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This essay "The Baroque Era and the Eighteenth Century" explores the art and culture of Baroque Era and the Eighteenth Century. The Protestant Reformation did not tolerate the open-minded aspect symbolism of the halo as shared by western visual artists…
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Discussions-The Seventeenth Century: The Baroque Era and the Eighteenth Century The Seventeenth Century: The Baroque Era and theEighteenth Century
Doctrine and rituals comprise of the first prescription set by the Protestant Reformation on visual arts. Doctrines and rituals affected each element of society. Similarly, Protestant Reformation made sure visual arts stuck to these aspects by strictly including their doctrines and rituals in them (Alma, Barnard, and Küster, 2009). Visual artists had to compose works that did not overlook or taint Protestant Reformations doctrines and rituals. To ensure this, Protestant Reformation monitored all visual arts during this period. The second prescription entailed strict instructions that determined images in visual arts exclusively. To ensure these instructions were adhered to, the Protestant Reformation did not allow open-minded articulation in visual arts. For instance, the Protestant Reformation made visual artists use certain ancient symbols like haloes, thin noses, small mouths, and big eyes. These features were all dedicated to showing the superior senses of Protestant saints. For instance, haloes signified holiness. The Protestant Reformation did not tolerate the open-minded aspect symbolism of the halo as shared by western visual artists.
Similarly, the catholic had prescriptions of visual arts that artists had to follow. First, the catholic used suppression to prescribe the content of their visual arts. More specifically, the catholic randomly tore, broke, and destroyed visual arts that did not portray Catholic beliefs. Numerous fine portraits, landmarks, and ancient artworks in Catholic churches were destroyed because of depicting features of saints and prophets wrongly (Alma, Barnard, and Küster, 2009). Second, Catholic visual artists who did not conform to Catholic prescriptions were punished. In addition, visual artists who failed to go to public mass were forced out of the city walls within a week. The Council of Trent, which started a new series of prescriptions for a more strict style of visual arts, further stressed the differences between Catholic and Protestant Reformation.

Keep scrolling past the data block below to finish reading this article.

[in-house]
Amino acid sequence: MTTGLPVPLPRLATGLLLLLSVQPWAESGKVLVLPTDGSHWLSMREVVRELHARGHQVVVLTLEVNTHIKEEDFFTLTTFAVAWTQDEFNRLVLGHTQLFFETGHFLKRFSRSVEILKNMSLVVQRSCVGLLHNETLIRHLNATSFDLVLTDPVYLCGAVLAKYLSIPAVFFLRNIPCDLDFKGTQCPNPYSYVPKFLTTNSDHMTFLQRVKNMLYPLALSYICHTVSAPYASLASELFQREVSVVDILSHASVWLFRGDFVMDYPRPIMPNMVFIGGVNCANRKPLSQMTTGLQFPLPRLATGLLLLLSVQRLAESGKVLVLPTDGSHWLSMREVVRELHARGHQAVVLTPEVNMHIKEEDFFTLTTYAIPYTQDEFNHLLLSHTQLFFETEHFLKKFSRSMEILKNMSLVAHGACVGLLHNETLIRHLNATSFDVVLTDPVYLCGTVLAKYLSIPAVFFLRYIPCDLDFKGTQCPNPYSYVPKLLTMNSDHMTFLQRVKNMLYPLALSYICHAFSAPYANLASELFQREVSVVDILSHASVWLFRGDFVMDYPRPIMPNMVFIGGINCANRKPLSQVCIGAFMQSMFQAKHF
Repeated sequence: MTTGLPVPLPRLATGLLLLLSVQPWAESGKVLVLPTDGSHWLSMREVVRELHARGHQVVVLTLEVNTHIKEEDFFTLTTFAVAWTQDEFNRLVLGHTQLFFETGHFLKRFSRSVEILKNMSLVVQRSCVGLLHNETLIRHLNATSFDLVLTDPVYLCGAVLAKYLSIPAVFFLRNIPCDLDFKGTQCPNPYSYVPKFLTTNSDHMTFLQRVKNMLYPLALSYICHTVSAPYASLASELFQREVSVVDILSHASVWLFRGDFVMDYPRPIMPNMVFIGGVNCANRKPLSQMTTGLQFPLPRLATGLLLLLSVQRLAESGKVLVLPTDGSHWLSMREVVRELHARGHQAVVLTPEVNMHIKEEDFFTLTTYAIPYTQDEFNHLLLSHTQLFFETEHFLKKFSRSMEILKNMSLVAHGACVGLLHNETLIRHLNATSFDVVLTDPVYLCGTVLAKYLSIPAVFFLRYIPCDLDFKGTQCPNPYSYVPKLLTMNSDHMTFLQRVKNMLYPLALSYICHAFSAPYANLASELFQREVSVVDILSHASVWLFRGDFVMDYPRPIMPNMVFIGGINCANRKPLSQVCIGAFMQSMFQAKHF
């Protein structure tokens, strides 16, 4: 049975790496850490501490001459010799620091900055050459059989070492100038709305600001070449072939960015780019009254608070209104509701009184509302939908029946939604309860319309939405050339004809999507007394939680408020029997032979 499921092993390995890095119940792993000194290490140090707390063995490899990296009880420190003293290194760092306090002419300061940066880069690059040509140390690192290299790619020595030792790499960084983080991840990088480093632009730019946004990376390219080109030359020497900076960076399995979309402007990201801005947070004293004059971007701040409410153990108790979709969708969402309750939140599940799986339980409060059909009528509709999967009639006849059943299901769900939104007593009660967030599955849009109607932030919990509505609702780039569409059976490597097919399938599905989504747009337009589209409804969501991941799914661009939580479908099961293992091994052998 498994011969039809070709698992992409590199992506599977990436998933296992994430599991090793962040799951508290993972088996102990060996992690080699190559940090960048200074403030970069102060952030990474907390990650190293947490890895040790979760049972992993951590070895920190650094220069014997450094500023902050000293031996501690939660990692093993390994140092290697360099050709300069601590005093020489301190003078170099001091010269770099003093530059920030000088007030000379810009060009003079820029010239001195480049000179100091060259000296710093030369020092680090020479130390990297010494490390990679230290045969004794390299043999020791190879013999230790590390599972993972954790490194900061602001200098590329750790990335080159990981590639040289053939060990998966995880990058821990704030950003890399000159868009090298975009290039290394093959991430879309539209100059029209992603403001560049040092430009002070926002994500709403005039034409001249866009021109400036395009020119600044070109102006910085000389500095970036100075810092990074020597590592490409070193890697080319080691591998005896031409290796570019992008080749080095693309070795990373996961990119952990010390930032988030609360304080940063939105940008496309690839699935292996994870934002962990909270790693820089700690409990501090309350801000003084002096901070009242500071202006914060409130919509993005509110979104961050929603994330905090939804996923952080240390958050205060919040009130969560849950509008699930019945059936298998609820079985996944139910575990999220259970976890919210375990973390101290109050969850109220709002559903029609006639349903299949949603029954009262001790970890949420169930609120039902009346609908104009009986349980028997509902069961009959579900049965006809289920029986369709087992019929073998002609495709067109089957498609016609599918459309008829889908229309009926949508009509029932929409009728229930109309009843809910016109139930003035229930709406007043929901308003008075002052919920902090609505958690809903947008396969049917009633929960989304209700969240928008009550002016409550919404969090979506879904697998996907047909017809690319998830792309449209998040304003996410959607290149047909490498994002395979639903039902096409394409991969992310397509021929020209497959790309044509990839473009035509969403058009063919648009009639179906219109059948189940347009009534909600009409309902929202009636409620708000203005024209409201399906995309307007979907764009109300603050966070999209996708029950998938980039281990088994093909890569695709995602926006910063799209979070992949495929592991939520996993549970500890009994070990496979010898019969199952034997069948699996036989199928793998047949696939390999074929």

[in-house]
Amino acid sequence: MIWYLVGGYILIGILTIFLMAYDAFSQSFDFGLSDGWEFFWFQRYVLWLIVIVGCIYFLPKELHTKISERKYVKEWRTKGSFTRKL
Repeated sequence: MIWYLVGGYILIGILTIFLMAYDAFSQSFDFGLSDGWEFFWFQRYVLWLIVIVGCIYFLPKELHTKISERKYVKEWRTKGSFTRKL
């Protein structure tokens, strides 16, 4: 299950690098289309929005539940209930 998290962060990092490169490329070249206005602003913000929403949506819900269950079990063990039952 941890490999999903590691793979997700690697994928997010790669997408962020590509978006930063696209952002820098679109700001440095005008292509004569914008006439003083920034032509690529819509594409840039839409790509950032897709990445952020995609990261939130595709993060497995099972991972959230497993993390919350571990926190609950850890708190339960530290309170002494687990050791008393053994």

I believe religion should be a determining force in the arts. Firstly, diverse forms of art might be more frequently communicating religion than official religious texts. Religion critiques cannot rightly overlook how this relationship works and what effect religion has on people’s religious principles (Alma, Barnard, and Küster, 2009). Secondly, critiques of the role of religion on earth cannot argue otherwise considering the effects religion has had on art outweigh art that was not inspired by religion. An argument about something that produces a visual work and experience usually focuses on a type of artwork. At the same time, discussing visual art does not assure that religion will be addressed.
Thirdly, not all religions essentially generate an appealing experience in their artworks. For instance, viewers of a painting attempting to figure out its worth before consultation cannot realize any religious influence imposed on its artist quickly. Fourthly, the relationship between religion and art is immense (Alma, Barnard, and Küster, 2009). One can use art used to study the history of religion, its artists, and humanity. Similarly, one can use religion to study contemporary and past art. This relationship shows the importance of religion on art, particularly in history. Religion should determine art to artists today the same way it did to ancient artists who found it inspiring.
References
Alma, H., Barnard, M., and Küster, V. (2009). Visual Arts and Religion. New York, NY: LIT Verlag Münster. Read More
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